• A broad coverage of UX issues that covers mobile, desktop and other devices (Internet of Things).
  • User Performance and Experiential Criteria (from utility and efficiency to engagement, persuasion and brand perception).
  • Key topics of User Journeys, Design Thinking, Usability Testing.
  • Possibility of dovetailing study and work via externally hosted projects, placements and start-ups.
  • Whole-day or whole-week delivery eases scheduling for part-timers.

Who teaches this course?

About Digital Media Kingston

The User Experience Design MSc course is delivered by Digital Media Kingston.

Digital Media Kingston (DMK) is an interdisciplinary, collaborative project between the School of Computer Science and Mathematics, and School of Design at Kingston University. Its mission is to bring together creative expression, theoretical analysis, scientific rigour and technological innovation to underpin innovation and excellence in the computational arts.

The teaching element of the DMK project delivers a suite of four related courses: Computer Animation MA, Games Development (Design) MA, User Experience Design MSc, and Games Development (Programming) MSc. You will share the majority of your taught modules with students taking these digital media courses.

Postgraduate students may run or assist in lab sessions and may also contribute to the teaching of seminars under the supervision of the module leader.

Guest tutors and supervisors

User Experience is a practical subject, so what counts, is not just what you know, but also how you do it.  There is great diversity in Ux practice, and London is a great incubator for it.  So we are lucky to be able to invite a range of researchers, designers, product managers and mentors to lead tutorial groups, and to supervise your coursework projects.  Working with experienced practitioners is probably the best way of learning how to practice, and it keeps everyone in touch with real world demands and the professional community.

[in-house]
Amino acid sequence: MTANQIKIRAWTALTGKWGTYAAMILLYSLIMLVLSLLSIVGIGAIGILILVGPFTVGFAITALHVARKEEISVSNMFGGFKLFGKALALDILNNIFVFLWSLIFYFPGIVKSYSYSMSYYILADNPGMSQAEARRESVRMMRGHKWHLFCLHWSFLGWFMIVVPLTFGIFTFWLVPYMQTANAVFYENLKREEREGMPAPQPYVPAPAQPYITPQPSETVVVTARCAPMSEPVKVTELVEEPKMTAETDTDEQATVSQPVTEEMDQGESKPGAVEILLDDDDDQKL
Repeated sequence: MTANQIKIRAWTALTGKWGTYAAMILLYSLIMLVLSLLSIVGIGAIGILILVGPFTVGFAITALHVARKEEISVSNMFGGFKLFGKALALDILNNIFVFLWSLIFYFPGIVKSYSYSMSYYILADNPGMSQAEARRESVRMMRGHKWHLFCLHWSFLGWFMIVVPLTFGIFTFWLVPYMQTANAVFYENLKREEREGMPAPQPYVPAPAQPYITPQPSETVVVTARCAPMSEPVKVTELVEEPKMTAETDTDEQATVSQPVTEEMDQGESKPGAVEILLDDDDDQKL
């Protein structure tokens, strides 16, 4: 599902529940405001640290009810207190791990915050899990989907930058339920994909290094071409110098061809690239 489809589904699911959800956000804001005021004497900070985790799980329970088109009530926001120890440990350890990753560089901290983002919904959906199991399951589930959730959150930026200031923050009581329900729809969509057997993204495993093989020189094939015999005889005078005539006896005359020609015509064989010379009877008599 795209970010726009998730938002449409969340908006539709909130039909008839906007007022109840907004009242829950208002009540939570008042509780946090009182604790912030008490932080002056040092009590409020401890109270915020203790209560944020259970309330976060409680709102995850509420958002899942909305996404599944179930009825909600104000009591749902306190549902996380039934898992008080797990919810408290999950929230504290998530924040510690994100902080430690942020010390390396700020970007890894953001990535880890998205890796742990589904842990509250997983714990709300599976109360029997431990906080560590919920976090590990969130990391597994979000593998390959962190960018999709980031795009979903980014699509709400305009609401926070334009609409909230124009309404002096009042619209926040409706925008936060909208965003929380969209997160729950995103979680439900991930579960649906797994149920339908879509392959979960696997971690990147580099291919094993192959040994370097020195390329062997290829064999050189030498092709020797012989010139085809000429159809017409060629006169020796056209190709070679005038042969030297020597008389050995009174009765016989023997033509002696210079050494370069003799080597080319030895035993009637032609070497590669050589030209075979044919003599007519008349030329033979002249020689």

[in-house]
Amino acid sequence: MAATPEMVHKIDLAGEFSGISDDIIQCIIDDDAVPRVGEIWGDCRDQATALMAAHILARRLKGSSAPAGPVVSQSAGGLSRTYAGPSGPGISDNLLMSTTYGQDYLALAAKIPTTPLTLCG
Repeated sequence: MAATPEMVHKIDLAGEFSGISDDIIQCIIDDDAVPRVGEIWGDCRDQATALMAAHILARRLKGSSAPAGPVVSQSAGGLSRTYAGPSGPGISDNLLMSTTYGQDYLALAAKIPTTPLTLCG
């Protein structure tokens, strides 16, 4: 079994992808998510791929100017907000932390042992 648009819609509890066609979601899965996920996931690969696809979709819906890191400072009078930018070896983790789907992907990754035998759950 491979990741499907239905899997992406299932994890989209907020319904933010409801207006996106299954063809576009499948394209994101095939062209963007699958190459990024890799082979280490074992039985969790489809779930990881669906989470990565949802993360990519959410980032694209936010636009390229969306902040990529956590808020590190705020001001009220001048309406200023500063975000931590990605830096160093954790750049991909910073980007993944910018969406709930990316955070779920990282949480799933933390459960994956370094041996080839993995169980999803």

Alberto Ferreira   

Raida Shakiry   

Nadia Tosheva   

Mylene Petermann   

Makayla Lewis 

Fees for this course

2022/23 fees for this course

Home 2022/23

  • MSc full time £9,620
  • MSc part time £5,291

International 2022/23

  • MSc full time £15,400
  • MSc part time £8,470

2021/22 fees for this course

Home 2021/22

  • MSc full time £9,430
  • MSc part time £5,187

International 2021/22

  • MSc full time £14,900
  • MSc part time £8,195

Fees for the optional placement year

If you choose to take a placement as part of this course, you will be invoiced for the placement fee in Year 2. Find out more about the postgraduate work placement scheme and the costs for the placement year.

Funding and bursaries

Kingston University offers a range of postgraduate scholarships, including: